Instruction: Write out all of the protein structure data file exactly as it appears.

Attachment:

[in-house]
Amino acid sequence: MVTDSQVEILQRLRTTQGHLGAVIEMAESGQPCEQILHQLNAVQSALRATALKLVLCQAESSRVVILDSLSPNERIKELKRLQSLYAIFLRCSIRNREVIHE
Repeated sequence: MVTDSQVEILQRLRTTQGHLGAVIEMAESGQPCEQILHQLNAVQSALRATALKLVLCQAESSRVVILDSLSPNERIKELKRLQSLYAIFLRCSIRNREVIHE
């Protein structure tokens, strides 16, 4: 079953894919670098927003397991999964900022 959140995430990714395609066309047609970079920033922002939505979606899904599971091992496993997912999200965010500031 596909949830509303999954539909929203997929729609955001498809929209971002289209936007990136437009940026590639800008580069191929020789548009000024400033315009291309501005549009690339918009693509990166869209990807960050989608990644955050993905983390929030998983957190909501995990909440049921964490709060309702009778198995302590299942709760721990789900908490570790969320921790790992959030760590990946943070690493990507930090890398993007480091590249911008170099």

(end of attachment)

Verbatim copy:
[in-house]
Amino acid sequence: MVTDSQVEILQRLRTTQGHLGAVIEMAESGQPCEQILHQLNAVQSALRATALKLVLCQAESSRVVILDSLSPNERIKELKRLQSLYAIFLRCSIRNREVIHE
Repeated sequence: MVTDSQVEILQRLRTTQGHLGAVIEMAESGQPCEQILHQLNAVQSALRATALKLVLCQAESSRVVILDSLSPNERIKELKRLQSLYAIFLRCSIRNREVIHE
């Protein structure tokens, strides 16, 4: 079953894919670098927003397991999964900022 959140995430990714395609066309047609970079920033922002939505979606899904599971091992496993997912999200965010500031 596909949830509303999954539909929203997929729609955001498809929209971002289209936007990136437009940026590639800008580069191929020789548009000024400033315009291309501005549009690339918009693509990166869209990807960050989608990644955050993905983390929030998983957190909501995990909440049921964490709060309702009778198995302590299942709760721990789900908490570790969320921790790992959030760590990946943070690493990507930090890398993007480091590249911008170099």